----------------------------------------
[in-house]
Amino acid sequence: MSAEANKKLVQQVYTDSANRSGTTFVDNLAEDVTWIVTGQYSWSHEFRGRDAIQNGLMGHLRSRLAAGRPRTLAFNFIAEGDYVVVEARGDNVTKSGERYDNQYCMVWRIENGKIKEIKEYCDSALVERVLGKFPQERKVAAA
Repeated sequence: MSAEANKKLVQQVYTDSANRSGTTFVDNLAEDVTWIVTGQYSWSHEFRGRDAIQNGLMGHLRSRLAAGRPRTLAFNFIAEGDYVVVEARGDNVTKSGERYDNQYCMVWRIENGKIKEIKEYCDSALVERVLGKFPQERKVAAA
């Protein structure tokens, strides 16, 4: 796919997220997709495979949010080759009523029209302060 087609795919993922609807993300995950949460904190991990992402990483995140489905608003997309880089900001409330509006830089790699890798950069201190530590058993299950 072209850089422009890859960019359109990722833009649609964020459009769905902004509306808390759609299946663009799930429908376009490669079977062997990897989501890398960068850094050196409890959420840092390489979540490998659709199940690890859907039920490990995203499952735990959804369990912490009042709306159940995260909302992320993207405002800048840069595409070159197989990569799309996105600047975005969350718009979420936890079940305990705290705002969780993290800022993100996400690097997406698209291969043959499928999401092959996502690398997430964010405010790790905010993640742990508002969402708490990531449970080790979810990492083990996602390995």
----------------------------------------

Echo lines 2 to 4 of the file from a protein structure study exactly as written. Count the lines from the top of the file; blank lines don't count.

Amino acid sequence: MSAEANKKLVQQVYTDSANRSGTTFVDNLAEDVTWIVTGQYSWSHEFRGRDAIQNGLMGHLRSRLAAGRPRTLAFNFIAEGDYVVVEARGDNVTKSGERYDNQYCMVWRIENGKIKEIKEYCDSALVERVLGKFPQERKVAAA
Repeated sequence: MSAEANKKLVQQVYTDSANRSGTTFVDNLAEDVTWIVTGQYSWSHEFRGRDAIQNGLMGHLRSRLAAGRPRTLAFNFIAEGDYVVVEARGDNVTKSGERYDNQYCMVWRIENGKIKEIKEYCDSALVERVLGKFPQERKVAAA
């Protein structure tokens, strides 16, 4: 796919997220997709495979949010080759009523029209302060 087609795919993922609807993300995950949460904190991990992402990483995140489905608003997309880089900001409330509006830089790699890798950069201190530590058993299950 072209850089422009890859960019359109990722833009649609964020459009769905902004509306808390759609299946663009799930429908376009490669079977062997990897989501890398960068850094050196409890959420840092390489979540490998659709199940690890859907039920490990995203499952735990959804369990912490009042709306159940995260909302992320993207405002800048840069595409070159197989990569799309996105600047975005969350718009979420936890079940305990705290705002969780993290800022993100996400690097997406698209291969043959499928999401092959996502690398997430964010405010790790905010993640742990508002969402708490990531449970080790979810990492083990996602390995």